Mayor – yet again – doesn’t reveal tourism company directorships
WLW commentary, 6 December 2021
Transparency is fundamental to trust in our politicians and the workings of democracy. As are following due process and legal requirements.
Especially when it involves potential conflicts of interest of our mayor as chair of the South Island’s biggest tourism company.
So it was disappointing to see in a Crux article on Friday that Mayor Boult has again failed to be transparent about his tourism company directorships.
This time, the Register of Interests on QLDC’s website had not disclosed seven directorships associated with his chairmanship of Real Group Ltd (previously Wayfare Group Ltd). Mr Boult’s lawyers advised he had disclosed this by using the word “Group” when notifying council of his new role.
That doesn’t seem to quite cut the mustard.
But it was an improvement on last time this company restructured – when his chairmanship of Real Journeys was removed, and nothing put in its place.
Not even the fact that he had instead been made chair of Wayfare Group, the “uber-group” comprising, among other South Island tourism businesses reliant on “bums on seats” tourism, Real Journeys, Cardrona Alpine Resort, Go Orange and Canyon Food and Brew Company.
In the campaign lead up to the last election, when challenged by both Newsroom and Wanaka Sun about the potential conflict of interest his role as chair of Real Journeys posed, Mr Boult told them he had resigned so there was no conflict. He did not acknowledge this was to take up the new role as chair of the uber group.
This new role did not come out in public until the chair of We Love Wakatipu Inc challenged Mr Boult’s story at the August 8, 2019, council meeting, pointing out both the lack of transparency in Mr Boult’s media comments and the fact this chair role was not on the council’s Registry of Interests as it legally ought to be.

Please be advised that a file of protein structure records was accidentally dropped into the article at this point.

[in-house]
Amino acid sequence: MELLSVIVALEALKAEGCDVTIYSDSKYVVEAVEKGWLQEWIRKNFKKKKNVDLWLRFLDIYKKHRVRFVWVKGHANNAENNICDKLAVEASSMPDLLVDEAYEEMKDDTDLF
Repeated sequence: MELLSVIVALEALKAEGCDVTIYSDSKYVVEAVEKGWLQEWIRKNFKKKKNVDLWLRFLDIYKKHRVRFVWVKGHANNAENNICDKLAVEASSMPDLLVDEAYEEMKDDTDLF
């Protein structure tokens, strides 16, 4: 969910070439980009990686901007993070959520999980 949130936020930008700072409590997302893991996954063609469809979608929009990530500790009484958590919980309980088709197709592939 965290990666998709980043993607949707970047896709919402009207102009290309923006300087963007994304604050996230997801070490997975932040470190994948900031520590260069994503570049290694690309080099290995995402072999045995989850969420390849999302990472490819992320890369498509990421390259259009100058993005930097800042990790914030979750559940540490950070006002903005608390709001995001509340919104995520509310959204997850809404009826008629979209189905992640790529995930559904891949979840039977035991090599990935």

Within half an hour, while the council meeting was still in full flow, QLDC’s PR man had put out a disclaimer saying it was in “administrative slip up”. Quite a contagious one, it seems.
In March 2020, by which time Wayfare Group also owned Treble Cone, the mayor’s councillors cleared him of a conflict of interest charge on this front, considering his board fee was not a substantive part of his income.
Fair enough, we assume – certainly compared to his remuneration as chair of Stonewood before it went under – it probably wasn’t. Not that we know.
But there are two other fundamental measures of conflicts of interest to consider:
- That their role/relationship did not give them an interest greater than a general member of the public in an issue and
- That a general member of the public would not perceive there might be such a conflict of interest.
Under both these tests, being chair of Real Group Ltd (and director of its seven companies) must surely count as a conflict when it comes to decisions like whether QAC should run our airport primarily for tourism growth – or to meet the community’s social, cultural, environmental, and economic well-being as required under the Local Government Act.
Mr Boult is the only councillor to have voted each time to allow QAC to continue with its air noise boundary (ANB) expansion plans. The only time he pulled back slightly was at the same meeting that We Love Wakatipu Inc revealed his “administrative slip up”.
That is when he unilaterally announced that council had put a halt on ANB expansion planning until after a socio-economic report – later done by MartinJenkins – had been done to guide councillors’ airport decisions.
This was a deft move by the mayor to kick this contentious issue down the road until after the election, in the wake of growing community opposition to QAC’s and the council leadership team’s expansion plans.
You will remember that council has since ignored the MartinJenkins report (they have never even had a roundtable discussion of it) after it revealed that community opposition still ran deep, despite the study’s deeply flawed methodology and text that appeared designed to understate such opposition.
So yes, it is really disappointing that this pattern of behaviour to deflect/avoid/hide questions of conflict of interests continues.
For one thing, it suggests that the mayor thinks our community is stupid. For another, the betrayal of community trust inflicts a lack of trust in the whole of council.
We recently heard the new CEO of Queenstown Airport Corporation publicly say that expansion of the ANB will not be part of QAC’s strategic plan for the next 10 years.
We assume he had QAC board approval to make this statement. But it does not become real until it has been adopted by our councillors in their Statement of Expectations and the resultant QAC Statement of Intent.
We hope that QLDC leadership team’s and councillors’ 2022 New Year’s resolutions include making sure their community can learn once again to trust our council, its processes, its legitimacy and its decisions.
(If you would like to read further detail as to the instances mentioned above, check out our Facebook and webpage posts of the time.)